UK - Standard Life is limiting the amount of bulk annuity buyout business it takes on over fears of improved mortality rates.
The insurer will now only accept bulk buyouts of pension liabilities if the scheme’s sponsor has an existing relationship with the firm or if it is willing to take on a new policy on the back of the buyout.
Standard Life marketing director Barry O’Dwyer said: “We don’t want to market this product actively or look for new business.
“The prices being charged are not enough to cover the potential improvements in mortality. It is not a market we want to be in.”
The move will make it harder for both schemes in wind-up and for schemes merely looking to secure part of their liabilities, to make bulk annuity purchases.
HighamNobbs Consulting partner Russell Agius said: “Unfortunately, there is only a limited number of insurers prepared to write bulk buyout business.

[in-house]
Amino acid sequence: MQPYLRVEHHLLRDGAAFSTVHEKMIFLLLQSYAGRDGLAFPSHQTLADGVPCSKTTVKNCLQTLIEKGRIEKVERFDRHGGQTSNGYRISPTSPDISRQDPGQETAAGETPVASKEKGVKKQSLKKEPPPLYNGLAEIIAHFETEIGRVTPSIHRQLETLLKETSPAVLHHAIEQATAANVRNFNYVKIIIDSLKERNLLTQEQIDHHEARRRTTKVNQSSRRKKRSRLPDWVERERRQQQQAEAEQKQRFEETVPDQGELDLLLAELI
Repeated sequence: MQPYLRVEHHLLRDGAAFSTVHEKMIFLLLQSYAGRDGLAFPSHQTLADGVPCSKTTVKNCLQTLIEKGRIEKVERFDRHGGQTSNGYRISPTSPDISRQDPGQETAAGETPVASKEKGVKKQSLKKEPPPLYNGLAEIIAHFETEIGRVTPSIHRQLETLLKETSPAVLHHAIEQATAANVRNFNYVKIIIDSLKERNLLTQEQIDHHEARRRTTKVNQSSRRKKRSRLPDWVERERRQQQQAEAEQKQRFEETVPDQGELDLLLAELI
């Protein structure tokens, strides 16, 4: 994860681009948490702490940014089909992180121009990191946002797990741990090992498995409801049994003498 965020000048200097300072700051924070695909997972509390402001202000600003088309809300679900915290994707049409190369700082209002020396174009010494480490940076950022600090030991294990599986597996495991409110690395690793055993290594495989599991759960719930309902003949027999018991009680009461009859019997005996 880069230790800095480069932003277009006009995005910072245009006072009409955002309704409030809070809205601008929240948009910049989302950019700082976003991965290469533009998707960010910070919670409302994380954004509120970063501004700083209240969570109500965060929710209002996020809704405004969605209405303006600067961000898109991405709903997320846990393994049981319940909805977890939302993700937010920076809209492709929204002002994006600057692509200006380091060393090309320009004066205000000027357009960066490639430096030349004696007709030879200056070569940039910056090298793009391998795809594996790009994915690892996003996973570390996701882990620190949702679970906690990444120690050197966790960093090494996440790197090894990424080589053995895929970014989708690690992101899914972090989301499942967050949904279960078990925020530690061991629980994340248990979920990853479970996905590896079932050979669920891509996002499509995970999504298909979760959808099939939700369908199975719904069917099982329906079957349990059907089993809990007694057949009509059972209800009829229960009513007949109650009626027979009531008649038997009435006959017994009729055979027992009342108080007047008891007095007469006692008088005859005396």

“Each departure makes it more important for the department for work and pensions to consider alternatives to buyout.”
At present only L&G and Prudential openly offer to insure scheme liabilities.
Law Debenture director Mark Ashworth said: “We do respect the current players but it can only be healthy to see more major insurers in the market.”
But he believes the government must “do its bit to help” by issuing more Limited Price Indexation bonds, which insurers could use to write the business.
Standard Life’s move follows the decision by Legal & General to impose a £500m limit on the size of the schemes it will take on in wind-up.
L&G corporate annuities director Dennis Canham said: “The problem with underwriting pension schemes is that once the deal has been done there is no going back.”
The proposed cold-calling ban may be ineffective if a collaborative regulatory approach between the UK and the European Union (EU) is not maintained post-Brexit, the Pensions Management Institute (PMI) has warned.
Some 56% of defined contribution (DC) asset managers do not believe they will have transaction cost information in time for pension funds' March year-end statements, according to Lane Clark & Peacock (LCP) research.
NEST has appointed Clive Elphick, Martin Turner, Mutaz Qubbaj and Chris Hitchen as trustee members of its reshaped board.
Most people want to avoid investing in projects that contribute to climate change, and would consider moving to another less-exposed provider, according to a survey commissioned by ClientEarth.